Which didn’t mean he hadn’t been here plenty of times in the past two years.

Cleaning up after whichever dumbass in the team had gone ballistic.

The average dumbass didn’t get more than two strikes before he was out of the SEAL teams—or at least out of the elite Team Sixteen Troubleshooter’s Squad.

Truth was, the average dumbass who was smart enough to become a SEAL learned rather quickly to be neither dumb nor an ass most of the time. But everyone had to blow off steam, particularly after two months away from loved ones, two months filled with high stress and not a hell of a lot of down time.

(I know, I could have stopped earlier, but this is such an excellent example of DEEP POV that I just had to keep going. Can you hear Stan’s voice? That’s why she’s the QUEEN.)

Here’s the opening of Forever Blue by Suz:

 

And the opening of Frisco’s Kid by Suz:

From True Courage, book 2 in my True Heroes series:

PROLOGUE

The first commandment of aviation: Thou shalt maintain thy airspeed, lest the ground rise up and smite thee.

Lieutenant Colonel Rick McIntyre’s PJs often attributed a sinister motivation to the mountain. Sometimes they even kept score—Yosemite, 3, Humans, 0.

But he’d never really bought into it. Now, as he watched the Black Hawk tumble down Mount Hood, he was beginning to reconsider. Retirement—fishing to be exact—was looking pretty good right about now.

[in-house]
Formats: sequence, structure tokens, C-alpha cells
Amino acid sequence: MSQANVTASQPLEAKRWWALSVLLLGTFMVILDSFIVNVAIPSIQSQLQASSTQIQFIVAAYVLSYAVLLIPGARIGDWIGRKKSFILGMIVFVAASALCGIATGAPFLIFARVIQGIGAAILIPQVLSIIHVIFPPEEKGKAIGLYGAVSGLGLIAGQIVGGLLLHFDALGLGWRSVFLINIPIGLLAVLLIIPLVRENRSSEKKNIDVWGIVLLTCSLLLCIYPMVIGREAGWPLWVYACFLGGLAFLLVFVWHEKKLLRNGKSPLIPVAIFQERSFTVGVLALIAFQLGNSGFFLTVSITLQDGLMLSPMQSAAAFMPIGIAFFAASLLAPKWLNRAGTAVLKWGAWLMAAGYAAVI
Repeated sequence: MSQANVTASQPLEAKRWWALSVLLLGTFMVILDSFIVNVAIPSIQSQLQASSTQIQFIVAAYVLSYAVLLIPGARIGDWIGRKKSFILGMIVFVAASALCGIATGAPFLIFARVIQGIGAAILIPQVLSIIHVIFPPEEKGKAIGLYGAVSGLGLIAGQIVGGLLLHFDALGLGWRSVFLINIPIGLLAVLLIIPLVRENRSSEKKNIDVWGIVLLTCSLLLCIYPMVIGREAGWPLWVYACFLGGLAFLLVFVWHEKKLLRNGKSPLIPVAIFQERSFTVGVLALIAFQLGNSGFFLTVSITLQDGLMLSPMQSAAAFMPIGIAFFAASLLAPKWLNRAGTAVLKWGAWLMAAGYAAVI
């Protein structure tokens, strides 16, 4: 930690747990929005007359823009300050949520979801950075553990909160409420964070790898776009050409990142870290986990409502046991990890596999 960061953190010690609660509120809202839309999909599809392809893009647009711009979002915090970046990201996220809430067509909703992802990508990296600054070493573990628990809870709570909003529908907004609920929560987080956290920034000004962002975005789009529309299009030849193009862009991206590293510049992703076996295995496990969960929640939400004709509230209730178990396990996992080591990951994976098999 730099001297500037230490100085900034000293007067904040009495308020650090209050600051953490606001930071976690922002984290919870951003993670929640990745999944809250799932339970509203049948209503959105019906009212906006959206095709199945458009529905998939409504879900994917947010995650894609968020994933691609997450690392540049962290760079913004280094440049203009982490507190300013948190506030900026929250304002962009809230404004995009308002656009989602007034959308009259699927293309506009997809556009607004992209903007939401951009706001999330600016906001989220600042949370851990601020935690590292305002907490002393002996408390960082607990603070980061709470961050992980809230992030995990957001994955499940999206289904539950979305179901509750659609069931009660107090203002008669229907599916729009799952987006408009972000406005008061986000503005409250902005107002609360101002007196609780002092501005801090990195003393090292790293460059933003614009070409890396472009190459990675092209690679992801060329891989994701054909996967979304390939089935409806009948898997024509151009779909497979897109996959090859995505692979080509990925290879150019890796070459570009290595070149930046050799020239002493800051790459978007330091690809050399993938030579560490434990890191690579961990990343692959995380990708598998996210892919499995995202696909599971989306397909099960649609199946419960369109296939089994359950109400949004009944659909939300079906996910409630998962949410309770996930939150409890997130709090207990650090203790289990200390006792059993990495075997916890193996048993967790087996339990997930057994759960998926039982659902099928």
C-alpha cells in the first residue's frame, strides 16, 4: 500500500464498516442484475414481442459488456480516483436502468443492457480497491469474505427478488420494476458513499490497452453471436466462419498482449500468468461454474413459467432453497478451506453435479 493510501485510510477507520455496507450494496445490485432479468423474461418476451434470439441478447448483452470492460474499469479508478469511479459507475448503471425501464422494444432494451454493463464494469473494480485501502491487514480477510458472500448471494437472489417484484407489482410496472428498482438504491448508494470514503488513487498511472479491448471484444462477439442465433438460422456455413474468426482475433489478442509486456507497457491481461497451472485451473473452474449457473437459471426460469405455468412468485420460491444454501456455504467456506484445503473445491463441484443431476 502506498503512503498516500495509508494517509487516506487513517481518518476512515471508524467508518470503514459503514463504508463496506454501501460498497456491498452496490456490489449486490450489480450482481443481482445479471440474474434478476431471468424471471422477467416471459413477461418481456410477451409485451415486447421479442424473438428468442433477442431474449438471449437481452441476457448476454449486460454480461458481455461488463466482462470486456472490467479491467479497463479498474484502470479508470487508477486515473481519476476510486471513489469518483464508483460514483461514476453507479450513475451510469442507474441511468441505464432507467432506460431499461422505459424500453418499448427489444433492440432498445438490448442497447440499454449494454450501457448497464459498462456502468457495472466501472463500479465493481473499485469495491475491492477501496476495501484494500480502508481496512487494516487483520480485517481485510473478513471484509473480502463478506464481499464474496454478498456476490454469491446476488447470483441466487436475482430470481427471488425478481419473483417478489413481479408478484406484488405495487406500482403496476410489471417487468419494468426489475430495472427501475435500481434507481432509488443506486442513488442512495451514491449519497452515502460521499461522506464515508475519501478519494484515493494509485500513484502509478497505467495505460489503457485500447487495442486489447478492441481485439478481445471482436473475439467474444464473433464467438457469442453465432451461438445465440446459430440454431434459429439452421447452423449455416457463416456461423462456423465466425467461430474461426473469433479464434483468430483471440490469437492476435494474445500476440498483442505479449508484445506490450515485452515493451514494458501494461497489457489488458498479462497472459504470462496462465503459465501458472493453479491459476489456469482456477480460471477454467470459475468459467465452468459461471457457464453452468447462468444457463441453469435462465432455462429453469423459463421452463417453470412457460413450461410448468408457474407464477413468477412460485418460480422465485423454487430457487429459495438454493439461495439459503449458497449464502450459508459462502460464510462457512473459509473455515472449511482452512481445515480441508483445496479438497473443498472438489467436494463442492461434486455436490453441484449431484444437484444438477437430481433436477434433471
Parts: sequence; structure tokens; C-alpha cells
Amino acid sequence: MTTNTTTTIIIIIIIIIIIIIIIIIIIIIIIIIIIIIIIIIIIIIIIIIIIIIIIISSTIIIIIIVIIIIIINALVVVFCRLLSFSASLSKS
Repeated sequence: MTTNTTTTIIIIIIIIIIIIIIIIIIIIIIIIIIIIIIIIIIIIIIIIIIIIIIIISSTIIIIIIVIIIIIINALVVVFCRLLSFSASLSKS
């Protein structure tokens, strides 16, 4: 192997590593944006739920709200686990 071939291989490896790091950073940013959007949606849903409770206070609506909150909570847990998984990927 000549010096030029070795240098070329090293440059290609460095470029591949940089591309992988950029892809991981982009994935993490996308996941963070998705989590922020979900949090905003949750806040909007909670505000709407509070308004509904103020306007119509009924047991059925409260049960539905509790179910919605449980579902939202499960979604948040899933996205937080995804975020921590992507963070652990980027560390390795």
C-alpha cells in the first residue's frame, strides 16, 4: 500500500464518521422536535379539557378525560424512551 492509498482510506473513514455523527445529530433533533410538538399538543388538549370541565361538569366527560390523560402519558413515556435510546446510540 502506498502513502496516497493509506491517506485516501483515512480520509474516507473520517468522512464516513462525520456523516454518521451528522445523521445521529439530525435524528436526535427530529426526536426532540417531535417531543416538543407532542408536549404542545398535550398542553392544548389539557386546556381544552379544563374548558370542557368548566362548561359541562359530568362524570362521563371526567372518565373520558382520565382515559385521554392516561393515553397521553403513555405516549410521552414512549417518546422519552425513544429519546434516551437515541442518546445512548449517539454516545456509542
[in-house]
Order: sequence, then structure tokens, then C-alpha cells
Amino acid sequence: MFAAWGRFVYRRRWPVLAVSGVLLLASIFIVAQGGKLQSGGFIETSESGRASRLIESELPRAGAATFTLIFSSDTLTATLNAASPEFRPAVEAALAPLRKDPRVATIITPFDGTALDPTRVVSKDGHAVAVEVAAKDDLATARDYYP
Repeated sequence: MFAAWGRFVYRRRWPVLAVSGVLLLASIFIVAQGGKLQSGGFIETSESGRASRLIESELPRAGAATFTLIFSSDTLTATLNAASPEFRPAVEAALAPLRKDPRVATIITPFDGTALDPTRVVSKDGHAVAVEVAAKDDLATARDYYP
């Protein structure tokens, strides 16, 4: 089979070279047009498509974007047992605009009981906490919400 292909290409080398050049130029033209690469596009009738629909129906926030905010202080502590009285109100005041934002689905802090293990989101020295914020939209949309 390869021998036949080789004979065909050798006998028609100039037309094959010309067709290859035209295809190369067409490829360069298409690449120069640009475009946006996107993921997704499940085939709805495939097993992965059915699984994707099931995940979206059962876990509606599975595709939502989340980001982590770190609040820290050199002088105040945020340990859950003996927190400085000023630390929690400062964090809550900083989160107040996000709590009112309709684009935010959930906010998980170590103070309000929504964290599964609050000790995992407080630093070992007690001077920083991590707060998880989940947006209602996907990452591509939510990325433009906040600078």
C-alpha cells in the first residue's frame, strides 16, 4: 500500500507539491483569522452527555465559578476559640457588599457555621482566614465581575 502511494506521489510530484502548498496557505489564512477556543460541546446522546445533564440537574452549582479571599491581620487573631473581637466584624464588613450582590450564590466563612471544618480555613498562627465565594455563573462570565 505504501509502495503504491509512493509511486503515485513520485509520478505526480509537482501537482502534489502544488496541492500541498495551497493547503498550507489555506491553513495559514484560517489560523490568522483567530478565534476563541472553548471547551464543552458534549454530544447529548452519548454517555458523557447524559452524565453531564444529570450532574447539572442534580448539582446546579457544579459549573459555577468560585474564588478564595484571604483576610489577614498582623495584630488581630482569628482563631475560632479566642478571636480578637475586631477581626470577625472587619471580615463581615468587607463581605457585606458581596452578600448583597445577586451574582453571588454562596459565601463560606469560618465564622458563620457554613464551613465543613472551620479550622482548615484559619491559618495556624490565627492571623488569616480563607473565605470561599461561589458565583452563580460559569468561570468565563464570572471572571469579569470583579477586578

And True Honor, book 3:

Only a fool would miss a party thrown by Chris ‘Angel’ Gabriel. And Will Pitkin was not a fool.

Gabe went all out. The keg was perfectly chilled, the food was amazing. Music, superb. And since only fools would miss the party, there was always an eclectic mix of people. He had the right digs, too.

Whose POV are we in here? We’re in Will’s POV, but he’s talking about Gabe.

Chapter 1 of True Courage—this one starts with the POV character talking to himself:

“I don’t think we’re in Kansas anymore, Toto,” Rick whispered into the swirling snow. He squeezed his eyes shut and focused on breathing in and breathing out.

So much to sort out.

Friday the 13th. Good grief. It wasn’t even noon yet, and this made it official. The mountain was closed for business. No one was going anywhere.

It’s really pretty simple. Make sure your reader knows who’se POV they’re reading.

A small digression here. You’ve noticed that I writing military romance. In this genre, every character has several “names.” For example, Eric Cruz. His call sign is Hollywood; his teammates call him either Hollywood or Cruz. Kit Sheridan calls him Cruz or Hotshot (and a few other things). I have an awesome editor who reminded me that, when I’m in Eric’s POV, he doesn’t call himself Cruz. He thinks of himself as Eric.